This issue of Phil. Trans. R. Soc. A is the second part of a double issue devoted to the virtual physiological human (VPH) initiative, which has been launched as part of the European Commission's Seventh Framework Programme for Research and Development.
As highlighted in part I of the double issue (Gavaghan et al. 2009), this second part contains a number of exemplar projects that highlight the usefulness and limitations of the application of VPH-style models to actual research and development challenges. These applications cover diverse organ systems, from kidney function (Harris et al. 2009; Moss et al. 2009) to cardiac structure (MacLeod et al. 2009; Plank et al. 2009), electrophysiology (Fink & Noble 2009; Koivumäki et al. 2009; Severi et al. 2009; Stewart et al. 2009) and mechanics (Lee et al. 2009), and from pulmonary ventilation (Darquenne et al. 2009; Plotkowiak et al. 2009) to vascular supply (Grinberg et al. 2009) of the brain, and its structure and function (Armstrong & van Hemert 2009; Eickhoff et al. 2009).
Historically, organ-specific ‘vertical’ modelling has largely developed based on independent efforts dedicated to the various organ systems, and it is one of the aims of the VPH to (re-)unite these efforts for mutual benefit. The potential of this can be illustrated even by this small collection of papers. The reasons for wanting to do so are that (i) many of the ‘horizontal’ level-of-integration-specific challenges are common among biological tissues and (ii) the VPH ultimately needs to be able to ‘couple’ the different organ systems (what is a heart without blood flow, what is blood pressure regulation without the kidney, what oxygen carrier is blood in the absence of lungs and what is brain function without oxygenation?).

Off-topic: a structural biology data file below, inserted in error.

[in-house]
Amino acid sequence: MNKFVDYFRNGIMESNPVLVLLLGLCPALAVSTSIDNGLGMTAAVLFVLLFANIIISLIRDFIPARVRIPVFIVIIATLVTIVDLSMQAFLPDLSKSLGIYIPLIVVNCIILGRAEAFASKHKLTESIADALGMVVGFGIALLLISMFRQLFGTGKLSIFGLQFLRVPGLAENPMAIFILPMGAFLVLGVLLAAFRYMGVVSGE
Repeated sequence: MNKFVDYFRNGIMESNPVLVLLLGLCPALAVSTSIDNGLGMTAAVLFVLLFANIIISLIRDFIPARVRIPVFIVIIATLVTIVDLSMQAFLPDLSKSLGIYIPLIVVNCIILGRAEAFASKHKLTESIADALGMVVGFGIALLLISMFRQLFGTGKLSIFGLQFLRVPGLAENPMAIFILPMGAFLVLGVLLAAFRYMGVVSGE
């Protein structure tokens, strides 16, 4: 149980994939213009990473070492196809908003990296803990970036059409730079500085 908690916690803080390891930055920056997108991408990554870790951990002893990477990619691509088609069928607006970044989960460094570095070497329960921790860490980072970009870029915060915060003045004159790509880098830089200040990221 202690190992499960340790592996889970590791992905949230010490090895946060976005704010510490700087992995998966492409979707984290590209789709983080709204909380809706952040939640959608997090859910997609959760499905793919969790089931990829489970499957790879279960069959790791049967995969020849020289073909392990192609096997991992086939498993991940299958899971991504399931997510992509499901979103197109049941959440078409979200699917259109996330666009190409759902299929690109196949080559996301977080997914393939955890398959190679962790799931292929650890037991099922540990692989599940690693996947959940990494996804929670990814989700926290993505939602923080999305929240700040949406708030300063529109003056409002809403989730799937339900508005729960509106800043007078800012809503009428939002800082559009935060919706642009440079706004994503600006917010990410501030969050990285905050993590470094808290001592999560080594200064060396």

Accordingly, multiple levels of structural and functional integration need to be connected within, and among, organ systems. The range illustrated in this issue goes from ion channel and transporter function (Fink & Noble 2009; Koivumäki et al. 2009) and their interactions with the extracellular environment (Severi et al. 2009), to integration of behaviour at the level of cells (Stewart et al. 2009), tissues (Grinberg et al. 2009; Moss et al. 2009) and organs (Darquenne et al. 2009; Lee et al. 2009; Plotkowiak et al. 2009), to models that take into account individual histo-anatomical features (MacLeod et al. 2009; Plank et al. 2009) and assess high-level complex functional activity, from fly brain activity (Armstrong & van Hemert 2009) to human speech generation (Eickhoff et al. 2009).
Of course, this represents only a snapshot of the vast range of research questions that are already being targeted by VPH-related efforts. The diverse activities call for integration, from topical access solutions to existing knowledge and models (Harris et al. 2009), to cross-community collaboration, integration and exchange (e.g. via network activities as described in http://www.vph-noe.eu).
Still, the VPH initiative is on a path-finding mission. We are therefore delighted that the Royal Society has allowed us to communicate part of this work via its Phil. Trans. R. Soc. A. We are looking forward to providing further updates via this longest running scientific journal, which—belying its age—has been firmly at the forefront of attention to, and support of, the post-genomic challenges of developing a quantitative biology of systems such as the VPH.
Compilation of this issue was supported by the European Commission FP7 ‘Virtual Physiological Human Network of Excellence’ grant (project 223920) and the FP6 ‘normaCOR’ grant (project 018676). The editors are indebted to Naomi Jordan and Katherine Fletcher for their expert management of the compilation of this issue.
One contribution of 15 to a Theme Issue ‘The virtual physiological human: tools and applications II’.
- Copyright © 2009 The Royal Society